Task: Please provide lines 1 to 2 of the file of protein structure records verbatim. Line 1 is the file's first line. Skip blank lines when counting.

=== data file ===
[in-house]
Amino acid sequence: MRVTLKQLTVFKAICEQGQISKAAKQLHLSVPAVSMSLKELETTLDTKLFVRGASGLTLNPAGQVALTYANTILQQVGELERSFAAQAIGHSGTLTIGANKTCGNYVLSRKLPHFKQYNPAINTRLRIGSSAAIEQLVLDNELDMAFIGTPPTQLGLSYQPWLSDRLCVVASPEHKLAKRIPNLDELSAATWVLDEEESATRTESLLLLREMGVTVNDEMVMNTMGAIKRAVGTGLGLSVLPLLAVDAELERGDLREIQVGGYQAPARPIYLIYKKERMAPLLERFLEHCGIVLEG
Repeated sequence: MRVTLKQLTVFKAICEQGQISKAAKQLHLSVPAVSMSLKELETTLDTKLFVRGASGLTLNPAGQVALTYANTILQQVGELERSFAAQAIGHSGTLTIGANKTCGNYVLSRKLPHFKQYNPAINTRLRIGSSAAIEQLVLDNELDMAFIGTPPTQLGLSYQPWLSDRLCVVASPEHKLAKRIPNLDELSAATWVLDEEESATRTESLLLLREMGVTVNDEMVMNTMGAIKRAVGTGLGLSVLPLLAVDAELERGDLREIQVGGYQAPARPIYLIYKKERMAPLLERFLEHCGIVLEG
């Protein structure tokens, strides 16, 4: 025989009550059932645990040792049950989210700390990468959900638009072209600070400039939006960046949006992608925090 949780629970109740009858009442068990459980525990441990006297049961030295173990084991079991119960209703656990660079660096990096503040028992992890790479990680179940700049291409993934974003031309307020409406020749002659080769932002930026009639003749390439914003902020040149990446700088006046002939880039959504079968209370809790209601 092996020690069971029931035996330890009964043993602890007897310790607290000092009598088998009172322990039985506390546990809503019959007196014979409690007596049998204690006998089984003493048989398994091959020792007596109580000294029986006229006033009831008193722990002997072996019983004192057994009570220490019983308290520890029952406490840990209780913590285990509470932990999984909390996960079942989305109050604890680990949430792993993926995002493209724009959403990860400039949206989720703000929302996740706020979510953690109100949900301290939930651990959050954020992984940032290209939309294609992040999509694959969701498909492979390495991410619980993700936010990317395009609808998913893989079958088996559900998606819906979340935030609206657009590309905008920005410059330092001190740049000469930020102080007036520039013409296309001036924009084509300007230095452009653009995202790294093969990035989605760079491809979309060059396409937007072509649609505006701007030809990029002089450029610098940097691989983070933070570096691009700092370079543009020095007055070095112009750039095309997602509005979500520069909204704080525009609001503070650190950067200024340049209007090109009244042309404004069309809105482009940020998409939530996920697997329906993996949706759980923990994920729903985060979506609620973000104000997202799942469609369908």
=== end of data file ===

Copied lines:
[in-house]
Amino acid sequence: MRVTLKQLTVFKAICEQGQISKAAKQLHLSVPAVSMSLKELETTLDTKLFVRGASGLTLNPAGQVALTYANTILQQVGELERSFAAQAIGHSGTLTIGANKTCGNYVLSRKLPHFKQYNPAINTRLRIGSSAAIEQLVLDNELDMAFIGTPPTQLGLSYQPWLSDRLCVVASPEHKLAKRIPNLDELSAATWVLDEEESATRTESLLLLREMGVTVNDEMVMNTMGAIKRAVGTGLGLSVLPLLAVDAELERGDLREIQVGGYQAPARPIYLIYKKERMAPLLERFLEHCGIVLEG